I had one of those moments.
One of those experiences in life where something happens and you either find it incredibly funny or strangely bizarre and you just have write it down to clear your thoughts and also, of course, to share it with others.
I had just finished putting in my 8 hours at the Home Despot. I had clocked out, and was walking out of the employee break room (the one place in the whole store that the bigshots will actually splurge to have air conditioning in) when I came across a fellow employee who works in plumbing.
His name is Jonathan, and I just discovered a few days ago that his last name is Ray, and that he is a cousin to the Rays at St. Barnabas. He just turned 22 years old, is going into the Navy soon, and goes to church (Calvary Chapel).
So anyway, I run into him, and he begins telling me what he got for his birthday. He shows me a silver necklace holding a kite shield with a cross on the front and a Bible verse on the back, and a brand new camera which he has apparently been carrying in a hip case all day so he can "take pictures of his friends".
Noticing that he didn't take advantage of the incredibly convenient segue presented here, I politely took the hint and withstood the urge to go "afk crying", as he went on to tell me that the third and final thing he got for his birthday was a Sailor's Bible.
Maybe it's my natural seclusion from anything Evangelical that was the root cause of my ignorance, or maybe it's the fact that the difference between a regular Bible and a Sailor's Bible is obscure enough that I wouldn't automatically know how they are different - which prompted my immediate question:
"What, does it have a bunch of swearing in it or something?"
I mean really, how much different can a Bible be translated to merit the title of "The Sailor's Bible". Are the Lo's and the Behold's replaced with Yar's or something?
"Yar, and Jesus said to his disciples, 'Yar, I am with you always, even to the end of the age, Yarmen.'"
Or maybe each Bible comes with a complimentary bottle of holy rum to aid in further contemplating the higher meanings of such verses as:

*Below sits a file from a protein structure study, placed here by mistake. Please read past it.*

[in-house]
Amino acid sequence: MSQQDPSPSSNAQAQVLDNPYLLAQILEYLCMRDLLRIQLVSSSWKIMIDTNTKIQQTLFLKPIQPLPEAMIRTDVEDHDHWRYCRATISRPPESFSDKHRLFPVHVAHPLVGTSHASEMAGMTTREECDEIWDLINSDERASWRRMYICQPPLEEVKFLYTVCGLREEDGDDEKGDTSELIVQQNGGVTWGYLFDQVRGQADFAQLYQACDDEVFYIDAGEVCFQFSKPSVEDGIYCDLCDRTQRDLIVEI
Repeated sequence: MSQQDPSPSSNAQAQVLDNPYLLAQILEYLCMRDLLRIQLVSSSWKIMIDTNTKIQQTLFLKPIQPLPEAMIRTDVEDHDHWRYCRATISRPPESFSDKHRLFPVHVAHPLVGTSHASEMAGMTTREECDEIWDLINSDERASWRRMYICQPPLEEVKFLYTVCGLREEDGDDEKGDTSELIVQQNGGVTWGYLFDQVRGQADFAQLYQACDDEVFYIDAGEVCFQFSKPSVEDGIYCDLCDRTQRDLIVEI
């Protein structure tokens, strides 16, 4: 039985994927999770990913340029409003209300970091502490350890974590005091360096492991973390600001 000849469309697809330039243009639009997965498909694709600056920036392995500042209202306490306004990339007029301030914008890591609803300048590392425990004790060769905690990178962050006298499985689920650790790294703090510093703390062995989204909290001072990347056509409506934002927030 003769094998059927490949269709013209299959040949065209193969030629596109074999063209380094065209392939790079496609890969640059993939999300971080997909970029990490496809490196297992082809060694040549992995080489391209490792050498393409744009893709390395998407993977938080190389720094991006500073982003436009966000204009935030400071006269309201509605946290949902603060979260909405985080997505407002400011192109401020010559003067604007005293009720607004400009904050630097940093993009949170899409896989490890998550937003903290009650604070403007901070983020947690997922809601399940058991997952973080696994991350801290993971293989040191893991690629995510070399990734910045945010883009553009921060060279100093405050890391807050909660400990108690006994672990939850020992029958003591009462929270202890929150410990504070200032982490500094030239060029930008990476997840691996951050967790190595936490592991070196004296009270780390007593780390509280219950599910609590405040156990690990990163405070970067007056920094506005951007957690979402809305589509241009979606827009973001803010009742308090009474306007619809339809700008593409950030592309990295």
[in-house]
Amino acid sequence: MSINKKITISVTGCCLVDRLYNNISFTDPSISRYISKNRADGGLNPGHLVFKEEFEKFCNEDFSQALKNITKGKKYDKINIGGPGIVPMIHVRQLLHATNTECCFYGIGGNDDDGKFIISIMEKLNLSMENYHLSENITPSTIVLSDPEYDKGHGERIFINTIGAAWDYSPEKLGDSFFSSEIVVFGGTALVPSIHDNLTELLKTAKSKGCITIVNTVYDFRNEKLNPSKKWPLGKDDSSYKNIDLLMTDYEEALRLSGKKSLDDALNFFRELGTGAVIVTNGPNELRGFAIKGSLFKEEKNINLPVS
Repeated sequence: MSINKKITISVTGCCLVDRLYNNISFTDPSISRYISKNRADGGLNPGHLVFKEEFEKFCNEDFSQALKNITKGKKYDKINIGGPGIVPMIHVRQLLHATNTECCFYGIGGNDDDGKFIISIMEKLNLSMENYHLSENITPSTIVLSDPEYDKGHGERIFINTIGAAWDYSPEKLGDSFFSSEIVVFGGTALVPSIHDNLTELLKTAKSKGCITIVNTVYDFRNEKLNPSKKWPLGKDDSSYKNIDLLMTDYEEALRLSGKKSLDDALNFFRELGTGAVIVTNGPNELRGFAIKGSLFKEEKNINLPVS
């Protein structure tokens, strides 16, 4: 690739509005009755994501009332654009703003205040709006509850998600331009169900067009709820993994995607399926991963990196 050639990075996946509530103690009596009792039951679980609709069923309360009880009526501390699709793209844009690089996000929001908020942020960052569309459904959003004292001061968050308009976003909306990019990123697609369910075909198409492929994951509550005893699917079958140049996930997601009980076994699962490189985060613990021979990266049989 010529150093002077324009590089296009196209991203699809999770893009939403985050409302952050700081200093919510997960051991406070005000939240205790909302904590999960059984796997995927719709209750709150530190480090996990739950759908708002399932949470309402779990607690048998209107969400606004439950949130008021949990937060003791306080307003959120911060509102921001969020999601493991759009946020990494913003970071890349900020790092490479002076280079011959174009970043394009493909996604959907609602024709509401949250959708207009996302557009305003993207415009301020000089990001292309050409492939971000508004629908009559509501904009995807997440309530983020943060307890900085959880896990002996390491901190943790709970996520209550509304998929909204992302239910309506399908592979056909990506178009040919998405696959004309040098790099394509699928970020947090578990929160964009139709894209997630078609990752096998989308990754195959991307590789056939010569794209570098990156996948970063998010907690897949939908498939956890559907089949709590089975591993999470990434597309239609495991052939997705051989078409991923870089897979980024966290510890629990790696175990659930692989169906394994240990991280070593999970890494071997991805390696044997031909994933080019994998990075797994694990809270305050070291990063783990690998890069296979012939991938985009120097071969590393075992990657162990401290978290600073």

"And Jesus said to them, 'Yar, follow me, and I will make you fishers of seamen.'"
Or maybe instead of the black silk page marker that comes standard in so many other Bibles, it comes with a little chain and weighted anchor to keep your place.
Another possibility is perhaps the Sailor's Bible makes minor alterations on some of Jesus' parables to make them more meaningful for sailors. For example, the one concerning the traveling man and his three servants:
"Unto one of them he gave five talents, to another two talents, and to the last, who was a sailor, he gave a boat. After this, the master went off on his journey. The first took the five talents and traded with the same, and made five talents more from them. Yar, likewise he who had received two also gained two. But he who was given the boat sailed around the world, claiming priceless treasures as well as several wenches and a solid gold compass for himself. Yar, upon the master's return, he was pleased with the success of the first two servants, but was completely overjoyed at the amazing talents of the third, making him king of the land and giving him all the rum he could possibly drink. The End."
Lastly, maybe the Sailor's Bible elaborates slightly in places where nautical information can be expanded upon.
"Yar, and Jesus got into the boat and crossed over to the other side, traveling three knots per hour, in light crosswinds, with fair sea conditions and waves reaching up to two feet. It was a majestic craft, made from pure cedar. She was easy to steer and she seemed to practically glide across the water. The decks were freshly swabbed and the air was ripe with fish."
Meh, I don't know what the difference is. Do sailors even say Yar? Or is that just pirates? I bet Pontius Pirate would know the answer.